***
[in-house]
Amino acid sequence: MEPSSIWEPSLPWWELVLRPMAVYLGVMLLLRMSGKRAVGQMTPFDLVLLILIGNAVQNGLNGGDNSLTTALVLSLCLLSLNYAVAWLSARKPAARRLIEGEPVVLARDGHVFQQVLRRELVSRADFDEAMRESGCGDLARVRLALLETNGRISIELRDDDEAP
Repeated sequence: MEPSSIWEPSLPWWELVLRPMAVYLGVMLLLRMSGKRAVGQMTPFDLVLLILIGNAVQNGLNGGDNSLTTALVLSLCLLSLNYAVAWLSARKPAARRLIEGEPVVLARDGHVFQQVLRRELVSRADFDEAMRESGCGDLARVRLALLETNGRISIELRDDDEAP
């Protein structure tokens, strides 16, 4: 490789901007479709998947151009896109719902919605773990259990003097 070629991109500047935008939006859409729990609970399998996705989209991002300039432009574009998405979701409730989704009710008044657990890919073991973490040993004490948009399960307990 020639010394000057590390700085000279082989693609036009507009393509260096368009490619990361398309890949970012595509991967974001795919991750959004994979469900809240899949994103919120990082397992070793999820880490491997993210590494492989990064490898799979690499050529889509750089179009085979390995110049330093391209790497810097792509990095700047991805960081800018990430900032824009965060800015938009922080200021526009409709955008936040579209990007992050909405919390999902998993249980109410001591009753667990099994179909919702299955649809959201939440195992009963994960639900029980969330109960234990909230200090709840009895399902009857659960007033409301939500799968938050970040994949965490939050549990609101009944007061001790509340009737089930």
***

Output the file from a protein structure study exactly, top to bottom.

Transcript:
[in-house]
Amino acid sequence: MEPSSIWEPSLPWWELVLRPMAVYLGVMLLLRMSGKRAVGQMTPFDLVLLILIGNAVQNGLNGGDNSLTTALVLSLCLLSLNYAVAWLSARKPAARRLIEGEPVVLARDGHVFQQVLRRELVSRADFDEAMRESGCGDLARVRLALLETNGRISIELRDDDEAP
Repeated sequence: MEPSSIWEPSLPWWELVLRPMAVYLGVMLLLRMSGKRAVGQMTPFDLVLLILIGNAVQNGLNGGDNSLTTALVLSLCLLSLNYAVAWLSARKPAARRLIEGEPVVLARDGHVFQQVLRRELVSRADFDEAMRESGCGDLARVRLALLETNGRISIELRDDDEAP
């Protein structure tokens, strides 16, 4: 490789901007479709998947151009896109719902919605773990259990003097 070629991109500047935008939006859409729990609970399998996705989209991002300039432009574009998405979701409730989704009710008044657990890919073991973490040993004490948009399960307990 020639010394000057590390700085000279082989693609036009507009393509260096368009490619990361398309890949970012595509991967974001795919991750959004994979469900809240899949994103919120990082397992070793999820880490491997993210590494492989990064490898799979690499050529889509750089179009085979390995110049330093391209790497810097792509990095700047991805960081800018990430900032824009965060800015938009922080200021526009409709955008936040579209990007992050909405919390999902998993249980109410001591009753667990099994179909919702299955649809959201939440195992009963994960639900029980969330109960234990909230200090709840009895399902009857659960007033409301939500799968938050970040994949965490939050549990609101009944007061001790509340009737089930």